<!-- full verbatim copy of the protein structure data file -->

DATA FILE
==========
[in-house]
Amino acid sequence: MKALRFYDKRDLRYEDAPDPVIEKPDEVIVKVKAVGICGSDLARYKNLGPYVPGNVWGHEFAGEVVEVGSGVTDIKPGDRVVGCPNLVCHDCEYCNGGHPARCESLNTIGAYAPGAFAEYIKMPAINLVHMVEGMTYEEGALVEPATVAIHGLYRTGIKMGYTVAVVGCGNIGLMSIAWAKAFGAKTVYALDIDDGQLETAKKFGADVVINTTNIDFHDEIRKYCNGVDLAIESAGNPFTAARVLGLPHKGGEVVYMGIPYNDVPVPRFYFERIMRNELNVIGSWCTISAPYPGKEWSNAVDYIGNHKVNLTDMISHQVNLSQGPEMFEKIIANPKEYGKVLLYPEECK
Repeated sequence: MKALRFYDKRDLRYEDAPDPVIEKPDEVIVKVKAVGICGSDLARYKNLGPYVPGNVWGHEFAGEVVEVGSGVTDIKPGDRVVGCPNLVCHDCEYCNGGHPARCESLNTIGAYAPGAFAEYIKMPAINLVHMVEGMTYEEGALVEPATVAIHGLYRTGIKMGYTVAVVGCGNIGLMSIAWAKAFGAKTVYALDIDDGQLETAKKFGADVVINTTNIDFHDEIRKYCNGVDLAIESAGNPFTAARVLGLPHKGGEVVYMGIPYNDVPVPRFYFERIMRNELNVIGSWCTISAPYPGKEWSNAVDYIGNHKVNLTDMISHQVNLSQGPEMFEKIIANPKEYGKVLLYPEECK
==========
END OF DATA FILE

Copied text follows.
[in-house]
Amino acid sequence: MKALRFYDKRDLRYEDAPDPVIEKPDEVIVKVKAVGICGSDLARYKNLGPYVPGNVWGHEFAGEVVEVGSGVTDIKPGDRVVGCPNLVCHDCEYCNGGHPARCESLNTIGAYAPGAFAEYIKMPAINLVHMVEGMTYEEGALVEPATVAIHGLYRTGIKMGYTVAVVGCGNIGLMSIAWAKAFGAKTVYALDIDDGQLETAKKFGADVVINTTNIDFHDEIRKYCNGVDLAIESAGNPFTAARVLGLPHKGGEVVYMGIPYNDVPVPRFYFERIMRNELNVIGSWCTISAPYPGKEWSNAVDYIGNHKVNLTDMISHQVNLSQGPEMFEKIIANPKEYGKVLLYPEECK
Repeated sequence: MKALRFYDKRDLRYEDAPDPVIEKPDEVIVKVKAVGICGSDLARYKNLGPYVPGNVWGHEFAGEVVEVGSGVTDIKPGDRVVGCPNLVCHDCEYCNGGHPARCESLNTIGAYAPGAFAEYIKMPAINLVHMVEGMTYEEGALVEPATVAIHGLYRTGIKMGYTVAVVGCGNIGLMSIAWAKAFGAKTVYALDIDDGQLETAKKFGADVVINTTNIDFHDEIRKYCNGVDLAIESAGNPFTAARVLGLPHKGGEVVYMGIPYNDVPVPRFYFERIMRNELNVIGSWCTISAPYPGKEWSNAVDYIGNHKVNLTDMISHQVNLSQGPEMFEKIIANPKEYGKVLLYPEECK